This morning the world is making us all Dutch, sending us back to Nietzsche and the town crier who announces that the god of our illusions is dead, leading us to post the quote on a faculty page intro in hopes of a being stronger, more courageous, and perhaps . . . therefore even more biblical.
Peter Luijendijk’s online reflections on the Joseph story concludes with a word of hope in a time of deep darkness like our own:
I guess what I am trying to say is “Kol zeh ya’avor” this all will pass – it will become better. When Rabbi Lionel Blue z’’l talked about the festival of Chanukah in 2013 at the Chanukah reception in Parliament he “commented on a modern miracle – the social change that is leading to widespread acceptance for LGBT people in our society – by saying “Chanukah is a festival of wonder, and tonight is truly a wonder”.* Chanukah celebrates survival, hope and the promise that the world’s natural AND spiritual light WILL come back. That, my friends, is the hope imbedded in Chanukah and that is the hope imbedded in the story of Joseph and his family.
At 3:30 A.M. this morning, I feel stronger and very, very Dutch.
- Gordon C. Stewart, Chaska, MN, August 2, 2017.
It takes awhile to discover where, if anywhere, a book like Be Still! will land. When published in January there seemed to be three potential homes: readers like the audience of NPR’s “All Things Considered”; college, university, and divinity school classes in philosophy, theology, homiletics, creative writing, and freshman studies programs; and church adult education programs. But you never know until the book has seen some air time.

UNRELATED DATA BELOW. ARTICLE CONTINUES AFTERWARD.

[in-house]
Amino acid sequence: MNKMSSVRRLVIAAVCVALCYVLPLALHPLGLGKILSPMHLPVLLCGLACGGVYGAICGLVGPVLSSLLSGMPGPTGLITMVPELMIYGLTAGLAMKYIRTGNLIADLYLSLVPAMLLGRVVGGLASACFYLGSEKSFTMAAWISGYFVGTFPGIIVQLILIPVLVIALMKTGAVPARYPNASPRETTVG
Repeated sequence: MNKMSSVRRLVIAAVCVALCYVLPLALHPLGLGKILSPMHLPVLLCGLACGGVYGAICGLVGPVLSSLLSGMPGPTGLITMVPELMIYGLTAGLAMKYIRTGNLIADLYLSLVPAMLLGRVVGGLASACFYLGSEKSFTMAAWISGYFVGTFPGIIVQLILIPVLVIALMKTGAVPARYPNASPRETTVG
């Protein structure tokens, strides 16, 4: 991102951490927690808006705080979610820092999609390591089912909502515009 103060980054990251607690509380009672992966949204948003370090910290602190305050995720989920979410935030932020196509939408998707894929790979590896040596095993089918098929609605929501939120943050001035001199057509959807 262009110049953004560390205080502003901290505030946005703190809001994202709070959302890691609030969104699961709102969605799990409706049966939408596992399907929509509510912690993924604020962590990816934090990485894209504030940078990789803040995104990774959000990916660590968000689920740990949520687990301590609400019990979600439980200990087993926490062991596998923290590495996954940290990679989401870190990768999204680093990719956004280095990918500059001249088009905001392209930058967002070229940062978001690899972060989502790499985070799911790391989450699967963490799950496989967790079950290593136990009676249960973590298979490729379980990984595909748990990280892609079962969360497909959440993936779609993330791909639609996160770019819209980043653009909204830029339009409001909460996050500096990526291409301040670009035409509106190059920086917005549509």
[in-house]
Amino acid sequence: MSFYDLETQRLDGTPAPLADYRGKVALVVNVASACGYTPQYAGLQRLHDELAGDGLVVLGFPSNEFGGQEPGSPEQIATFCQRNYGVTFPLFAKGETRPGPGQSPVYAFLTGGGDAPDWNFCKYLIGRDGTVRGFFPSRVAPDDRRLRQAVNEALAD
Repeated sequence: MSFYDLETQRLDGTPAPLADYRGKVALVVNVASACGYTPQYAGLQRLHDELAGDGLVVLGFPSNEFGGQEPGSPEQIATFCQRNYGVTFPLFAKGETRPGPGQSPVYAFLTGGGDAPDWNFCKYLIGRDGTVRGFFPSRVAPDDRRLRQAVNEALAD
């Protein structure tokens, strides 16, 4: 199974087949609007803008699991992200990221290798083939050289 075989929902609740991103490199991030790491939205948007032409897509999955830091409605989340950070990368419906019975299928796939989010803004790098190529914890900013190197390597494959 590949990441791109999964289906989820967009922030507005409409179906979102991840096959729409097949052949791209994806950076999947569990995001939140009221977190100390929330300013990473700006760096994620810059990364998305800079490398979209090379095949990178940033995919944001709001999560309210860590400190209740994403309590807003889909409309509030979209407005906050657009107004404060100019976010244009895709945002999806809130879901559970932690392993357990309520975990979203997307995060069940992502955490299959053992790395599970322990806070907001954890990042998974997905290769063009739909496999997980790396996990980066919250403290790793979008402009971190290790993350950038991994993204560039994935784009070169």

Slowly but surely, the critical reviews and publicity are coming in, thanks to Bob Todd Publicity.
Day1.org with Peter Wallace has published four essays from Be Still! or from Views from the Edge and will feature a sermon for the First Sunday of Lent in 2018.
Anglican Journal (Anglican/Episcopalian), CURRENTS in Theology and Mission (Lutheran), and The Presbyterian Outlook (Presbyterian [USA}) will publish reviews this summer or fall. Day1.org has re-published four essays from Be Still or from Views from the Edge and will feature a sermon for the First Sunday of Lent in 2018.
And then there is the word from today all the way from Texas — this lovely, encouraging email from W. Hulitt Gloer, Professor of Preaching and Scripture at Truett Theological Seminary of Baylor University:
I have found your essays to be provocative, challenging, refreshing and inspiring. I am planning to use it in one of my courses this fall, assigning an essay a day for reflection and discussion. I think it may become standard.Many thanks for this wonderful volume. I hope it will be but the first of many!
Thank you, Professor Gloer. You made my day! Next book up with the working title “Don’t Be Weary, Traveler” is ready to look for a publisher.